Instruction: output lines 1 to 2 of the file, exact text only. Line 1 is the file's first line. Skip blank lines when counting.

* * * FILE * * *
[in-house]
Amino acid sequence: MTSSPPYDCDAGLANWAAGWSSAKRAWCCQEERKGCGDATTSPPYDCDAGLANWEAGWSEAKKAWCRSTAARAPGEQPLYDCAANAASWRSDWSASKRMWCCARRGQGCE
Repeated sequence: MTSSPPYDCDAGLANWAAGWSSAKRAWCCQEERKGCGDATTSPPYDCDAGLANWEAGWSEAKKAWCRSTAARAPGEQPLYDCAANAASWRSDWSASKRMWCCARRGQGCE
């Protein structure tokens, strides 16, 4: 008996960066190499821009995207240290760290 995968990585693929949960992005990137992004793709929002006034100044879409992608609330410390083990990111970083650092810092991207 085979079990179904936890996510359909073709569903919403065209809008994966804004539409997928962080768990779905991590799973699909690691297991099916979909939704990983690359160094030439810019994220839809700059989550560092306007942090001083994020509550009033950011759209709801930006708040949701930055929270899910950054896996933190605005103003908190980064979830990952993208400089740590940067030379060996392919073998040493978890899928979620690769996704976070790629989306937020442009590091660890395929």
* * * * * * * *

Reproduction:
[in-house]
Amino acid sequence: MTSSPPYDCDAGLANWAAGWSSAKRAWCCQEERKGCGDATTSPPYDCDAGLANWEAGWSEAKKAWCRSTAARAPGEQPLYDCAANAASWRSDWSASKRMWCCARRGQGCE